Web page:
By Devon Aragona
and Abbey Nickel
The Cosiano Health Center at the University of Findlay might have zero confirmed cases of the flu so far this flu season, but that doesn’t mean it hasn’t been widespread across the city.
Determined by the Center for Disease Control, this year’s flu virus has been declared an epidemic due to the amount of cases that have been reported.
Since the beginning of October, the Influenza Hospitalization Surveillance Network has had a total of 9,926 laboratory-confirmed influenza-associated hospitalizations that have been reported.
This year’s flu vaccines have also not been as effective as expected, according to Findlay City Health Department Epidemiologist Chad Masters.
“The vaccine wasn’t well matched this season,” said Masters. “This is just not one of the good years.”
Masters, and the CDC, are still encouraging people to get the flu vaccine even if it isn’t as effective as it should be.
“Though it may not prevent the flu fully, the shot will make the symptoms of it much less severe,” Masters says.
The University is administering the vaccine, and encourages students to receive it.
“Between the end of September and now, we have administered 1,530 flu vaccines to faculty and students,” Julie Yingling, director of health services at Cosiano Health Center, “and have had zero confirmed cases of the flu.”
The influenza that is of concern includes symptoms such as coughing, sneezing, aching and respiratory problems.
The transferring of the flu virus can happen as early as one day before we show symptoms and up to seven days after becoming sick.
Michael Kerns, professor of animal science, says that students might have been confusing two different illnesses over the last couple of months. Cryptosporidium, also known as “Crypto,” is a parasite found in food and water that has been contaminated by feces from humans or animals. Crypto causes diarrhea, fever, abdominal cramping and extreme dehydration according to Kerns. But sometimes, the symptoms can be similar to that of the flu, which can create some confusion.
“I think most of the students who were saying they had Crypto over the last couple of months most likely had the flu,” Kerns said.
UF students have contracted Crypto from calves at the animal science facilities in previous years, which Kerns says is because the parasite is common in young calves during the first three weeks of their lives.
After filing a public records request, the Pulse learned that there have been no reported cases of Crypto at the Findlay City Health Department over the last year.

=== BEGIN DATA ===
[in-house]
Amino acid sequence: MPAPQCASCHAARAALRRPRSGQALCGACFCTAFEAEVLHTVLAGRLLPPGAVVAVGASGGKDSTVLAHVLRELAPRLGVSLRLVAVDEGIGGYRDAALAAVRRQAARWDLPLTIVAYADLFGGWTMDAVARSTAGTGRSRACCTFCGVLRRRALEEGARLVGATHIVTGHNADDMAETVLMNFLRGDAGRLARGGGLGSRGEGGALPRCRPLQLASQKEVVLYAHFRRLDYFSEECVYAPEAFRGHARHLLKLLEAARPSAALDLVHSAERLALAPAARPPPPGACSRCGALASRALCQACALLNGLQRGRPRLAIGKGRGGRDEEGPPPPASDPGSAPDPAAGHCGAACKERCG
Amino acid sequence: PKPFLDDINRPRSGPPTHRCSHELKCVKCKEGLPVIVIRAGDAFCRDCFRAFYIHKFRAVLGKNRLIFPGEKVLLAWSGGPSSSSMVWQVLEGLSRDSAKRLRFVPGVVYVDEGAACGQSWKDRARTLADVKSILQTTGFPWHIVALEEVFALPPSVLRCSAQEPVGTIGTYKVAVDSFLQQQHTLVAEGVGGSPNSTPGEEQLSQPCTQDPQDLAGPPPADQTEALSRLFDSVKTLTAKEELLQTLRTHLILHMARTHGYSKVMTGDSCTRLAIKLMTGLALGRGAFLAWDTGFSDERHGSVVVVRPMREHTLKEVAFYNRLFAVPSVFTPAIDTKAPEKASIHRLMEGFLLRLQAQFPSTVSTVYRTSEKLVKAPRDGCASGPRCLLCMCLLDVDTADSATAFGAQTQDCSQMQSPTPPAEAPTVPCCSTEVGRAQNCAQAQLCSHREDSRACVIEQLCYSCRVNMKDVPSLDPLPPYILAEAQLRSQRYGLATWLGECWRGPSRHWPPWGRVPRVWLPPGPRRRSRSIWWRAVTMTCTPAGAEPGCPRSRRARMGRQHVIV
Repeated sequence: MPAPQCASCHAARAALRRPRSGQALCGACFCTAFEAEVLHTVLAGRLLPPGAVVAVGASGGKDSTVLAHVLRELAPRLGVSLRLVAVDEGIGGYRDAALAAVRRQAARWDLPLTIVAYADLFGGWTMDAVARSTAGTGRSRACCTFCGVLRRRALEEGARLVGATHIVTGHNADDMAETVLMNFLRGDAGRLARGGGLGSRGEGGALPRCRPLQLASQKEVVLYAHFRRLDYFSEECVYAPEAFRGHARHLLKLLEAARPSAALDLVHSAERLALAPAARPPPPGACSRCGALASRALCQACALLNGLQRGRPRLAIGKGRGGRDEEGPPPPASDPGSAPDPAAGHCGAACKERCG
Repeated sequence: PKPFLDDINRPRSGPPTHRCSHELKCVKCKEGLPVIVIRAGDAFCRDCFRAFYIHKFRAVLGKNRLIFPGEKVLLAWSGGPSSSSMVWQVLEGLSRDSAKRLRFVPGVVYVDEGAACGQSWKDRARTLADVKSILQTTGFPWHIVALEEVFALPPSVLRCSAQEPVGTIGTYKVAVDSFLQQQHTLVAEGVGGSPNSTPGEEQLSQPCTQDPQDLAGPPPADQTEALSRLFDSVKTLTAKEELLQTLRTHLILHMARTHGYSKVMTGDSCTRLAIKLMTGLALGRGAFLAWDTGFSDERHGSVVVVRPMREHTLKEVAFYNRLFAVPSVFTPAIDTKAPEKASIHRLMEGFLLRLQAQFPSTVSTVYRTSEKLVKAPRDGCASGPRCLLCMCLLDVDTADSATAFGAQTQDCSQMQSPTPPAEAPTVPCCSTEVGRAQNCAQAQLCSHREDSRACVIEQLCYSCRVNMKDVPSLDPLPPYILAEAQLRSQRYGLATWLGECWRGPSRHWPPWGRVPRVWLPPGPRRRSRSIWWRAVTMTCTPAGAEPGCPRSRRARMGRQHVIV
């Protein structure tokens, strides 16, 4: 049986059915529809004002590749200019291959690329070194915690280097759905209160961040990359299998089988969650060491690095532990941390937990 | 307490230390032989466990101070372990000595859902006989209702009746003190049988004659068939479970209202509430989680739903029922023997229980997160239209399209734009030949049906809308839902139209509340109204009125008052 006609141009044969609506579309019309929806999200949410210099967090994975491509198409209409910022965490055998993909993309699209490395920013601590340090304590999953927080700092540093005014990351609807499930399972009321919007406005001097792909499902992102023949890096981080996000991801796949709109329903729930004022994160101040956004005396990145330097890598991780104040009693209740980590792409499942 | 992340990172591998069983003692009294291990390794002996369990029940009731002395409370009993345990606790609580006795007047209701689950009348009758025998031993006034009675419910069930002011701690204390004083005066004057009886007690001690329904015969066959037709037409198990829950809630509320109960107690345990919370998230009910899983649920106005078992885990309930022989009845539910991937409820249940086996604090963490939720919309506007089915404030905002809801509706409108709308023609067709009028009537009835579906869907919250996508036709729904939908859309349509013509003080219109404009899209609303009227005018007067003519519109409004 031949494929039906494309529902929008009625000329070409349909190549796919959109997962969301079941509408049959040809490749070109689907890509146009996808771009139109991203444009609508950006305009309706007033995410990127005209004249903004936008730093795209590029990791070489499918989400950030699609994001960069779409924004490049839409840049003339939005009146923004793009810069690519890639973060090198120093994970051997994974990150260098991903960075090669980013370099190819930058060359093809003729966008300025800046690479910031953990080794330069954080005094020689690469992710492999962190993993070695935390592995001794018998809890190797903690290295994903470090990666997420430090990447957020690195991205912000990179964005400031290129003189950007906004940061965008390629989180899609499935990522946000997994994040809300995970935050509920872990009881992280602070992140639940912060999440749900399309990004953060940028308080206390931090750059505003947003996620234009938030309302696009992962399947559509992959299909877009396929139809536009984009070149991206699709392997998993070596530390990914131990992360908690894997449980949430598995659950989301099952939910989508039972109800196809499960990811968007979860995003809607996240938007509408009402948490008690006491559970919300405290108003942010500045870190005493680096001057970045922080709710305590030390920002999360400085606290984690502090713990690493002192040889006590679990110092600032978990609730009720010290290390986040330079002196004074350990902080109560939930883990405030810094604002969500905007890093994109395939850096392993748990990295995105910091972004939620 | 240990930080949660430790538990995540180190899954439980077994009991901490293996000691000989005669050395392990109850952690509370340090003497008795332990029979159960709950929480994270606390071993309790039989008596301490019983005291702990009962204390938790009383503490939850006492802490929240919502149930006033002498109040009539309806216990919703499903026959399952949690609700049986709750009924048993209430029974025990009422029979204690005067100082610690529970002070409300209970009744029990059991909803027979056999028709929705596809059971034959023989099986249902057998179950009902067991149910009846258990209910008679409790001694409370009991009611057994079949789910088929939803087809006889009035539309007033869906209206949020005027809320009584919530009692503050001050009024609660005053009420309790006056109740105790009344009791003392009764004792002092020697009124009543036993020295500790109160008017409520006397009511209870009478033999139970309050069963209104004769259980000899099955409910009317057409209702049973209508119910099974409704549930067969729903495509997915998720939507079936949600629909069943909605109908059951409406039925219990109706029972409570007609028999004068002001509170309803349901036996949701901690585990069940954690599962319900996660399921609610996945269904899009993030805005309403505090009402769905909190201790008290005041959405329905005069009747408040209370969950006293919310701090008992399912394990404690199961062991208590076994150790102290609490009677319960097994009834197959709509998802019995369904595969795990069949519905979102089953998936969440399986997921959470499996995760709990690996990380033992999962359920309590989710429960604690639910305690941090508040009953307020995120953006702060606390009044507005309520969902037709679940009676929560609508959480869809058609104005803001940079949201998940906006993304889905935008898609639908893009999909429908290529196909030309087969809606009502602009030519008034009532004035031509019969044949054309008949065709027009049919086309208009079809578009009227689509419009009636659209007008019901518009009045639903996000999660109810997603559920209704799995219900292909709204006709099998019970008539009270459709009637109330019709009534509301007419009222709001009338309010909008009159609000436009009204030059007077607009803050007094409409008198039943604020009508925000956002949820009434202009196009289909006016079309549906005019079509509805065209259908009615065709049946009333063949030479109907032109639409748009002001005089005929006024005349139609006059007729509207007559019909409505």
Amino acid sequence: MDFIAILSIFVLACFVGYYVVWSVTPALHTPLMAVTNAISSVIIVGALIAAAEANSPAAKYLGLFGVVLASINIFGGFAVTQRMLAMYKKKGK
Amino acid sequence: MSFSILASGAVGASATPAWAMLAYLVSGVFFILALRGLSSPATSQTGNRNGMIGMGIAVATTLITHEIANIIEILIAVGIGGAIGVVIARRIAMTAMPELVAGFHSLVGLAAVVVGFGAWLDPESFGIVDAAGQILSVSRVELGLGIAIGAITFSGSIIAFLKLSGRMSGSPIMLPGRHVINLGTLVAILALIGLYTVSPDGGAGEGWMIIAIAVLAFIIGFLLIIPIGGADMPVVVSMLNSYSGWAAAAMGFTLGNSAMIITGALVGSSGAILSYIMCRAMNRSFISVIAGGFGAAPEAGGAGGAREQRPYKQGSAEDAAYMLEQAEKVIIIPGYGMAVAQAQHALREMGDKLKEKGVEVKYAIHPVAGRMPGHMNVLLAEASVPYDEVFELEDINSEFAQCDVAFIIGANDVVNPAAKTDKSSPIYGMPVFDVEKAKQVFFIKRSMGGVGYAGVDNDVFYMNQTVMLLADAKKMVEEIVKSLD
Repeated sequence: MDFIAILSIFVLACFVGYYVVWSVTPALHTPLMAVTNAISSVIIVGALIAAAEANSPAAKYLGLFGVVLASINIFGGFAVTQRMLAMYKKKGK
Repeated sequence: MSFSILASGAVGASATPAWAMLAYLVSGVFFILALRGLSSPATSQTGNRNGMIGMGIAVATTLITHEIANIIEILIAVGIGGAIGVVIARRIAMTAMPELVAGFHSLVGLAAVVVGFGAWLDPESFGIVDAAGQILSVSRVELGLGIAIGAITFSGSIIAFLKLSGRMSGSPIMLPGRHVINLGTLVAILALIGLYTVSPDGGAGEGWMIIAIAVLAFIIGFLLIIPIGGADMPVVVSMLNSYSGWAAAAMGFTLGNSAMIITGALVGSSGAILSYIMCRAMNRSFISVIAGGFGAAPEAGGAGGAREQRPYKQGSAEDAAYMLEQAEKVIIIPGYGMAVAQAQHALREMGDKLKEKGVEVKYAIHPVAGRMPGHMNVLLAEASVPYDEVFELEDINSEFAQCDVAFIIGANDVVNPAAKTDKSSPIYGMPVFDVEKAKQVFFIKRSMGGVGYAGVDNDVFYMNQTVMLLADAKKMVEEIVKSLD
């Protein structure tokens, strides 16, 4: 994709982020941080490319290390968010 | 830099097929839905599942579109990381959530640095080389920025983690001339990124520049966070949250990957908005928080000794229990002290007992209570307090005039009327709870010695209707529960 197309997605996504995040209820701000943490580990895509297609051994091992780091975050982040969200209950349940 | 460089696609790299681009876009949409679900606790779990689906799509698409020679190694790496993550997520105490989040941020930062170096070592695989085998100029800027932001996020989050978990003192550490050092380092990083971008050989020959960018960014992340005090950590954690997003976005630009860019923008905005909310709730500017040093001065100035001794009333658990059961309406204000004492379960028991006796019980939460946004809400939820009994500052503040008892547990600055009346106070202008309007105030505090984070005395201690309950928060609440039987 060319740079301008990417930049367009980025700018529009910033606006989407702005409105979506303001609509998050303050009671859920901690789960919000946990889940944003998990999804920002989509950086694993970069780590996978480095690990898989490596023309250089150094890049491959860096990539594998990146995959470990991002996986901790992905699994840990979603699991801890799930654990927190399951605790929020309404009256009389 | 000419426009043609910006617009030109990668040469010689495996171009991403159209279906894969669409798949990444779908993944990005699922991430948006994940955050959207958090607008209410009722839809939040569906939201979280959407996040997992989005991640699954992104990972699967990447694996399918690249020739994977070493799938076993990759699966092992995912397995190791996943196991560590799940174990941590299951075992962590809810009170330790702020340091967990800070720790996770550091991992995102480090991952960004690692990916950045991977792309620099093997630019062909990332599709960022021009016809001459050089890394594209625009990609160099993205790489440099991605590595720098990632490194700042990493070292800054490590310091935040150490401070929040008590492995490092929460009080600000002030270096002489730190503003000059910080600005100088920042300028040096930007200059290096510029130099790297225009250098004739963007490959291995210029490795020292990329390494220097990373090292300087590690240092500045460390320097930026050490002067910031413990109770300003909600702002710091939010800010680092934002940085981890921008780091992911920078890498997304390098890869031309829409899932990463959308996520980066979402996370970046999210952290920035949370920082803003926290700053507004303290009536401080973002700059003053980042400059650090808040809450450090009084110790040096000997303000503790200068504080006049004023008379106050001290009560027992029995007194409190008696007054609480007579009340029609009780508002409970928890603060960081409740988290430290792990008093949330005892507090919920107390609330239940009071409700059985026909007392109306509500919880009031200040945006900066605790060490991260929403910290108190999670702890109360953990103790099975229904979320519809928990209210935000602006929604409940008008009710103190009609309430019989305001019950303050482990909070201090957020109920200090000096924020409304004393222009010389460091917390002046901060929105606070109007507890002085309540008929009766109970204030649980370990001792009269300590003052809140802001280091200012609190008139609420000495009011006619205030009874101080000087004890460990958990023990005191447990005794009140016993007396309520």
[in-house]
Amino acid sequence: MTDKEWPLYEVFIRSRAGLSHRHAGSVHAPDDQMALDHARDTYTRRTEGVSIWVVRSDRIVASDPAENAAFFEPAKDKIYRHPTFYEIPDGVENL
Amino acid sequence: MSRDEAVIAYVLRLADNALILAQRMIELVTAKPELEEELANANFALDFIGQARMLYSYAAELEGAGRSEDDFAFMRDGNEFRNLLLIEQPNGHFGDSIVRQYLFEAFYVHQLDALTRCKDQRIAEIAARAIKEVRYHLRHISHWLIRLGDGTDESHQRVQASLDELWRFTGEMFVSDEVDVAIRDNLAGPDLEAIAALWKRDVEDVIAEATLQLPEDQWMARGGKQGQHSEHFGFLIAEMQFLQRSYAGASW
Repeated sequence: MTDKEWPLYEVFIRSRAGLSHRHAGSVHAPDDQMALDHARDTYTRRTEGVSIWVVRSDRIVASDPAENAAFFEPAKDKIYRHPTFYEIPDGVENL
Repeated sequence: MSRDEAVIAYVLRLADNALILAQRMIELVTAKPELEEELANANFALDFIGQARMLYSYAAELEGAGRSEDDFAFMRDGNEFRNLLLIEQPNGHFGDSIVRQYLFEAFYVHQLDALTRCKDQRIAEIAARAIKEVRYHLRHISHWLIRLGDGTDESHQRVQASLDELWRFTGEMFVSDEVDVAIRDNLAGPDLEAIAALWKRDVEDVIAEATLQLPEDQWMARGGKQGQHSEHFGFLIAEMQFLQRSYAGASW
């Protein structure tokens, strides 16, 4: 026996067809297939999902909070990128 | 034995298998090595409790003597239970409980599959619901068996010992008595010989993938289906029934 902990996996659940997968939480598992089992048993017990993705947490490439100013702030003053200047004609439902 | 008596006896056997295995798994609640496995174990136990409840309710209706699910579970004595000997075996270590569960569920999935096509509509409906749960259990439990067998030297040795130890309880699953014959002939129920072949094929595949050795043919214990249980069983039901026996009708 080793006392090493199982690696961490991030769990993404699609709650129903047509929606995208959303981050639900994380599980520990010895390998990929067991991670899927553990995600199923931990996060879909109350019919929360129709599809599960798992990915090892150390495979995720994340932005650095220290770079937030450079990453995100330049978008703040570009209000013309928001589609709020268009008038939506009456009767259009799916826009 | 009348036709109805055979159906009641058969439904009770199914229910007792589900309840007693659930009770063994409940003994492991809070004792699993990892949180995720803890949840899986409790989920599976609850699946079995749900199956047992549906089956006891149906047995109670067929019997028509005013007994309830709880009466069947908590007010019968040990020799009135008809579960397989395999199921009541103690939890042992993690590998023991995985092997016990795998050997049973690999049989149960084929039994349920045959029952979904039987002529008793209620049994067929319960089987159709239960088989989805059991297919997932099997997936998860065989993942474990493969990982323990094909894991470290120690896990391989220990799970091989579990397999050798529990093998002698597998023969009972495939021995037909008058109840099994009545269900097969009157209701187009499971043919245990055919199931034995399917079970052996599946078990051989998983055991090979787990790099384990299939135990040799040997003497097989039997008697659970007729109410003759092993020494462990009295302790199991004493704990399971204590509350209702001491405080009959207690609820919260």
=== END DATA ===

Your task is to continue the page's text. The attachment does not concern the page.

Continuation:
Kerns says there was one confirmed case in a female student last semester, but because she was travelling, the case was not reported to the Findlay City Health Department.
However, Kerns says that hygiene should still be taken seriously, whether you’re trying to avoid something such as the flu or Crypto out at the animal science facilities. Washing your hands and clothes are critical to keeping either illness from spreading.
According to an article on CNN online, this flu season the H3N2 virus strand was found in most of the samples that have been taken from patients. This is similar to a strand H3N2 that dominated in the 2012-2013 flu season.
The groups most at risk for catching the flu: children younger than five, those who are older than 65 and residents in nursing homes. Also, women who are pregnant, and people with specific medical conditions such as asthma, certain blood disorders, those with weakened immune systems due to disease or medication and other conditions that can be checked for on the CDC’s website.
Only hospitalized patients that have been diagnosed with influenza are reported to the CDC to be logged. Cases in the ER or from nasal or rapid tests at the doctors are not reported. According to Masters, so far, there have been no late teens or young adult cases have been reported to them from the CDC.
“All the reported cases we have had in Findlay were of elderly people,” Masters says. “But, with it being cold, and everyone indoors, anything that has people in close quarters puts people at a higher risk,” Masters says.
The flu virus lives on surfaces for up to 24 to 48 hours after an infected person originally touched the surface. Keeping hands clean, and not touching your face is a key to avoiding the germs that spread the virus, according to Masters.
“As general as it seems, washing your hands for an appropriate amount of time is very important,” Masters stresses. “Don’t just splash and go.”